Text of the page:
Sep 24, 2019

The Blue Cross Blue Shield tax break rolls on

Health Care Service Corp. headquarters (right). Photo: Raymond Boyd/Getty Images

Health Care Service Corp., the parent of Blue Cross Blue Shield plans in 5 states, did not pay any federal income taxes in the first half of 2019. Instead, it got a $454 million tax refund, according to company financial documents.

The big picture: This comes after HCSC received a $1.7 billion federal tax refund in 2018 and highlights how Blue Cross Blue Shield insurers continue to be some of the biggest beneficiaries of the 2017 Republican tax overhaul.

By the numbers: HCSC's net profit in the first half of 2019, including the $454 million refund, topped $2.3 billion. These figures do not reflect the corporation's self-insured business with employers.

  • HCSC was sitting on a $19.1 billion cash reserve as of June 30, several billion dollars more than competing insurers, including its publicly traded Blues brethren Anthem.

What we're watching: HCSC has $323 million of unpaid rebates that need to go out to consumers who were overcharged for insurance.

Between the lines: HCSC and other state Blue Cross Blue Shield plans heavily lobbied Congress and the White House to enact changes to the tax code starting in 2018. This was why.

Go deeper

Big Blue Cross health insurers call off merger

Cambia Health Solutions and Blue Cross Blue Shield of North Carolina have terminated their merger talks.

Between the lines: The deal derailed after Patrick Conway, BCBS of NC's former CEO and a former top Medicare official, allegedly hit another car while driving under the influence of alcohol, which led to his resignation.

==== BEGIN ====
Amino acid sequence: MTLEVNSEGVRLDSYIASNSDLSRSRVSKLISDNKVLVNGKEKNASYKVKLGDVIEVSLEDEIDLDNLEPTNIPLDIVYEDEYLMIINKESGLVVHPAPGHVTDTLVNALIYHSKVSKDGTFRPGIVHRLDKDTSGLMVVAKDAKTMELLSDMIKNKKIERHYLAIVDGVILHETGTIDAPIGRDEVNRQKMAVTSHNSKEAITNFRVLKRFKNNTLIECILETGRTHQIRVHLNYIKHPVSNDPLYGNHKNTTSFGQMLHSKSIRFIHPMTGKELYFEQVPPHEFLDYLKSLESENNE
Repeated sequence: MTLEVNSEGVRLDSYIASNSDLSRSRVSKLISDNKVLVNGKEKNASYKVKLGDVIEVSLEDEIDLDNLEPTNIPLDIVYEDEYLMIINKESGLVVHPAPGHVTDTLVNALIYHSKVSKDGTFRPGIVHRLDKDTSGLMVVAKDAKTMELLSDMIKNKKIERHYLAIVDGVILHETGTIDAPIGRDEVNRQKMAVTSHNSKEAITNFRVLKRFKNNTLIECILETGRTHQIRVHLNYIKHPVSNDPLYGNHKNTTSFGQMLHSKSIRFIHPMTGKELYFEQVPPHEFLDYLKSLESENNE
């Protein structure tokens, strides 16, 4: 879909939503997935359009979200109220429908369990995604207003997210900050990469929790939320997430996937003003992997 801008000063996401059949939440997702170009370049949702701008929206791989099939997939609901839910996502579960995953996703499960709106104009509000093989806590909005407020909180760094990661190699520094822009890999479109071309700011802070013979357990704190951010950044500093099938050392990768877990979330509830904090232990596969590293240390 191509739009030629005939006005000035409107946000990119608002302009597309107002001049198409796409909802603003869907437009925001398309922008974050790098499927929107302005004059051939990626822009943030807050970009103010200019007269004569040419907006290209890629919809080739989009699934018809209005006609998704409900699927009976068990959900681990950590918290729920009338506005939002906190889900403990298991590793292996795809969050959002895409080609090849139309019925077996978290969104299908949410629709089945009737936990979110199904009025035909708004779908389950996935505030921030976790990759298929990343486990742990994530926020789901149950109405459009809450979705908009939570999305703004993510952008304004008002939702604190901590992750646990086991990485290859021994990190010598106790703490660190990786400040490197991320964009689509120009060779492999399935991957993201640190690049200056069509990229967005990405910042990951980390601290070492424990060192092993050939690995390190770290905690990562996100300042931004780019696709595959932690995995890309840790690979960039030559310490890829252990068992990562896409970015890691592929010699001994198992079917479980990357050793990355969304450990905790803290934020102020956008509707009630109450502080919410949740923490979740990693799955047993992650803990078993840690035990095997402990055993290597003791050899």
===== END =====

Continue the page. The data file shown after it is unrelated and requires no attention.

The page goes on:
Keep ReadingArrowOct 14, 2019

FTC wants data on merging hospitals

Illustration: Sarah Grillo/Axios

Five health insurers and two hospital systems have until January to send patient billing data, salary data and other information to the Federal Trade Commission as part of a study looking into hospital merger reviews.

Why it matters: The FTC has been skeptical of so-called "certificates of public advantage" — policies that some states adopt as a workaround to approve hospital mergers while avoiding federal antitrust scrutiny.

Go deeperArrowOct 22, 2019

Scoop: Bernie Sanders one-ups Warren with his own wealth tax

Photo: Joshua Lott/Getty Images

Sen. Bernie Sanders has released a wealth tax that's even more aggressive than Sen. Elizabeth Warren's "ultra-millionaire tax." Axios first reported Sanders' proposal.

Why it matters: Sanders keeps trying to remind voters that he's the original when it comes to progressive policy in the 2020 field, but he's being eclipsed at every turn by the surging Warren. The Vermont senator has proposed massive spending — $16 trillion on climate alone — and so has to show a little revenue to add credibility to his proposals.

Go deeperArrowUpdated Sep 24, 2019